San Diego, California - As athletes across the nation from pee-wee to the pros prepare for football season, one San Diego-based company is rolling out a balance testing device that can help athletic trainers accurately assess balance as part of a team’s concussion protocol.
The device, called BTrackS, was developed by researchers out of San Diego State University, is manufactured by Balance Tracking Systems and is now available for athletic trainers, doctors and coaches serving athletes of all levels.
BTrackS can objectively assess an injured athlete’s balance to help training staff determine if the athlete may have a concussion. Measuring balance is one of the three components of concussion management – the other two being neuro-cognitive and physical-symptomatic.
“Computerized balance testing hasn’t been affordable, until now,” said Daniel Goble, an assistant professor of exercise and nutritional science at SDSU and founder of Balance Tracking Systems, Goble continued. “We want to create an environment where every athlete in the United States receives an accurate baseline balance test. With BTrackS, that is possible.”
We are only now beginning to understand the long-term effects concussions have on athletes,” Goble continued. “It’s important to have access to reliable concussion protocols that will help coaches, trainers and parents make informed decisions.”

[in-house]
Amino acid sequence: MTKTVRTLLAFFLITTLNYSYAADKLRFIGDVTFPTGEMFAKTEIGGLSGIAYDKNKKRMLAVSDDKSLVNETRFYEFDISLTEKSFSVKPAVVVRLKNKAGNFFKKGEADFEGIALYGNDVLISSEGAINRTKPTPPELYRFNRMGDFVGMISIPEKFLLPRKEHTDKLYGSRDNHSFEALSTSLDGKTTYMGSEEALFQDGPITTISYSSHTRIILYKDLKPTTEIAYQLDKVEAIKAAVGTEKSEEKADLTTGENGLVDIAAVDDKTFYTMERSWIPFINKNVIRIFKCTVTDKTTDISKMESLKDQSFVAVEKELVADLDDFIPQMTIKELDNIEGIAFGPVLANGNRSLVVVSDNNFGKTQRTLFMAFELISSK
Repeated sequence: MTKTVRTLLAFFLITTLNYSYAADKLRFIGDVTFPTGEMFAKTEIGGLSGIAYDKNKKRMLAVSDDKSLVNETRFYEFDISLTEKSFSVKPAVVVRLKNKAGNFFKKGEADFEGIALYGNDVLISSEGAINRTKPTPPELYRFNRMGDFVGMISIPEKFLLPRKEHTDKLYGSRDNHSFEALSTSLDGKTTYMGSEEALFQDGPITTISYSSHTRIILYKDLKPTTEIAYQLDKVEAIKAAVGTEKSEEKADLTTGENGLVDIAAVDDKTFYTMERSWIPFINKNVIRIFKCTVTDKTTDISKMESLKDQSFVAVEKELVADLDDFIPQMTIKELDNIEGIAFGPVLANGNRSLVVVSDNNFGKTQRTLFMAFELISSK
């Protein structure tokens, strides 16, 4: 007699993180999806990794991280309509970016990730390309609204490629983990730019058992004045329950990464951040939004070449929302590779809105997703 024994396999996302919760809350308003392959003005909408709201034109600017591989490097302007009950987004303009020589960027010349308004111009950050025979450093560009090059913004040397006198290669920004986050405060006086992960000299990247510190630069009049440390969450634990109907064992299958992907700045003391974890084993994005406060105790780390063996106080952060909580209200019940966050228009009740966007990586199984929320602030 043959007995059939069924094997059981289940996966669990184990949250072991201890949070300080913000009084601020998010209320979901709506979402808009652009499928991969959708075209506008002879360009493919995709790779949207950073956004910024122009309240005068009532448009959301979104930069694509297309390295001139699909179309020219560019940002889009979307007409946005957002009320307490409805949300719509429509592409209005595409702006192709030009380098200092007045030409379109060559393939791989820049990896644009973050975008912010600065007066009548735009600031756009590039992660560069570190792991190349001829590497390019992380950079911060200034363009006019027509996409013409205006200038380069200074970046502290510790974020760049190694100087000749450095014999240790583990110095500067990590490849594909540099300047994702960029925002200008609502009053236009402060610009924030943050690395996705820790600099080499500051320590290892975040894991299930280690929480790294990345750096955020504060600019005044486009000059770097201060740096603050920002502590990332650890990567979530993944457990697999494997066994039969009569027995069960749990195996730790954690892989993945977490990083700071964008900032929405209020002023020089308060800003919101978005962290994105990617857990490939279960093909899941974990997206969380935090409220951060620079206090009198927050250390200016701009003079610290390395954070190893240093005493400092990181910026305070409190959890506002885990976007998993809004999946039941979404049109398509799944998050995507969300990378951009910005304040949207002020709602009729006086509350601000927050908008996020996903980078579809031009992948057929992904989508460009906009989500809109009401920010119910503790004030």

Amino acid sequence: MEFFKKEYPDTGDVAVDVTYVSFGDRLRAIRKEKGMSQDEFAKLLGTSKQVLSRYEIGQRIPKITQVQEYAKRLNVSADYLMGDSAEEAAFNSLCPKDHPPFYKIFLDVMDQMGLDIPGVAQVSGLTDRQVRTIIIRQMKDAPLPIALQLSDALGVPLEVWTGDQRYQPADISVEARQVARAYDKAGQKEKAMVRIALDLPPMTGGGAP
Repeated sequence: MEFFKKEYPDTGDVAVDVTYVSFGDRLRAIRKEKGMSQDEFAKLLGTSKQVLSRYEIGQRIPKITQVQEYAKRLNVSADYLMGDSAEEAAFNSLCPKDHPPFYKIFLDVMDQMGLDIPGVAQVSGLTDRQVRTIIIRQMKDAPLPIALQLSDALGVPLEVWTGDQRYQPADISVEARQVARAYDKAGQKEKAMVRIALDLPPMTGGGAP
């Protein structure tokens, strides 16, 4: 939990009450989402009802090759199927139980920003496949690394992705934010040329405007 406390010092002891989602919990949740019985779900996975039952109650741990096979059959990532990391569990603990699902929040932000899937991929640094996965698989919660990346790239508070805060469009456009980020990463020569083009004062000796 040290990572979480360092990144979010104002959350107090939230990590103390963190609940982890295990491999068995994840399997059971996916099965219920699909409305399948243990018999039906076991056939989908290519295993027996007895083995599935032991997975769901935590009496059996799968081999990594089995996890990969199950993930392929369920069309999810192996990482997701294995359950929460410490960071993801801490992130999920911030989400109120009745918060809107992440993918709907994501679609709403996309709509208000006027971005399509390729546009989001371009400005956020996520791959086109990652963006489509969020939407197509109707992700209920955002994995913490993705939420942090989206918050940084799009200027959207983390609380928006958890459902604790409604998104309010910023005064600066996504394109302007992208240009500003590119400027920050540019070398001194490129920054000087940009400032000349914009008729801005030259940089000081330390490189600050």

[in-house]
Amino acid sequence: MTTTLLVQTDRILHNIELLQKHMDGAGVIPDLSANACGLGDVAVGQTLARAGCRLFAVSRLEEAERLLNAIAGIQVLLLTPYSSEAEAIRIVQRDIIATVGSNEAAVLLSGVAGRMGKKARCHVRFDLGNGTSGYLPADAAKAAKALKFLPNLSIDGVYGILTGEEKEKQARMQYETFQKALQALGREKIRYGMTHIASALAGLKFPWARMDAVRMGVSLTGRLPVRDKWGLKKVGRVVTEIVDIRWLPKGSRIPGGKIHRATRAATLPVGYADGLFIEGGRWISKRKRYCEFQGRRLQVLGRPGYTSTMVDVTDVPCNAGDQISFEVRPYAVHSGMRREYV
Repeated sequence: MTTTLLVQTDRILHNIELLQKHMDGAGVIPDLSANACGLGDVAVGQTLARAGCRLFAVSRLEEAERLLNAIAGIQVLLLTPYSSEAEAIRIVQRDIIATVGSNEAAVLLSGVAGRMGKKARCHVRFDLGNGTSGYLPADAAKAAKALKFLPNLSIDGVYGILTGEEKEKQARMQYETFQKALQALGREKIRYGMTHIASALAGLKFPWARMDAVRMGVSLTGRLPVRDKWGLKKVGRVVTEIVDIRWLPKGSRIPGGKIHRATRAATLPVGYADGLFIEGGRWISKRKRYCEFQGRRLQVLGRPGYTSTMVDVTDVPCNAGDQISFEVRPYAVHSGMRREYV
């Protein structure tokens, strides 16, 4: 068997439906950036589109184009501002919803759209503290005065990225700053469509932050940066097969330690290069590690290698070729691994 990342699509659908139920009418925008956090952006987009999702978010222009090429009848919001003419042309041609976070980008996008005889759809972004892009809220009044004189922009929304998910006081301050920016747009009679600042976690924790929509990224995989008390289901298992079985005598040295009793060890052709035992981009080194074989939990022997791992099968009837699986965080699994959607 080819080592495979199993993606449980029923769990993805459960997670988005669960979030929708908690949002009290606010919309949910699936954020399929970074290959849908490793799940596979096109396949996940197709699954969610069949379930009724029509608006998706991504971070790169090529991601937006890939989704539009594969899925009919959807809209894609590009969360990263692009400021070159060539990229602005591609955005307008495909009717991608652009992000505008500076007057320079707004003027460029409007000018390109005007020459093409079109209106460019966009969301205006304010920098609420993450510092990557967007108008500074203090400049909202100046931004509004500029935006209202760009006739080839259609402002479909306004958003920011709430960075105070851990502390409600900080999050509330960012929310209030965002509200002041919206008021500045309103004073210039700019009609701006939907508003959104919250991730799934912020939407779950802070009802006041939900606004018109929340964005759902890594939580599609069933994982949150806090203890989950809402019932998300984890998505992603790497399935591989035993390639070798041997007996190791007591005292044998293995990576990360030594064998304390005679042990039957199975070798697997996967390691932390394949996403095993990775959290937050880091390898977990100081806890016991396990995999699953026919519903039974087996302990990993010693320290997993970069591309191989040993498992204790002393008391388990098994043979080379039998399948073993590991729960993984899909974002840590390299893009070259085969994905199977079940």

When an athlete is injured, they stand on BTrackS with eyes closed while the BTrackS software measures their balance by calculating the athlete’s body sway. Athletic trainers can then compare that to a previously recorded baseline measurement. This can be done on a daily basis until the athlete’s balance returns to baseline.
“Balance testing is a standard part of almost every team’s concussion protocol. Now athletic trainers and clinicians can stop using subjective visual testing and rely on BTrackS to give a computerized result in about two minutes,” said Goble. “And with a price tag under eight hundred dollars, just about any team can fit it into the budget.”
BTrackS, an FDA Class 1 medical device, measures postural sway with comparable accuracy to the gold-standard force plates that are used by leading hospitals and balance centers around the world. However, those devices cost thousands of dollars and are too expensive for most athletic programs. Therefore, most teams resort to subjective visual balance testing as part of their concussion protocol.
“The BTrackS gives us an analysis of balance that is very important in concussion management,” said Tom Abdenour, head trainer for SDSU, who has consulted on BTrackS through its development. “We establish baseline data at the start of a season and compare it to a post-injury balance test in the event of a concussion. It is an efficient and fast test that gives us valuable data to monitor progress toward a return to competition."
Last year Goble published a paper in the Clinical Journal of Sport Medicine looking at alternatives to traditional balance testing. Using the information he learned through his research, he developed BTrackS through SDSU’s Zahn Innovation Center, a commercial and social incubator that supports SDSU innovators and aspiring entrepreneurs as they transform their ideas into companies.
He spent the last year finishing development and testing BTrackS on SDSU athletes including football, rugby, soccer and water polo players, as well as swimmers and divers.
For more information on Balance Tracking Systems, visit http://balancetrackingsystems.com/.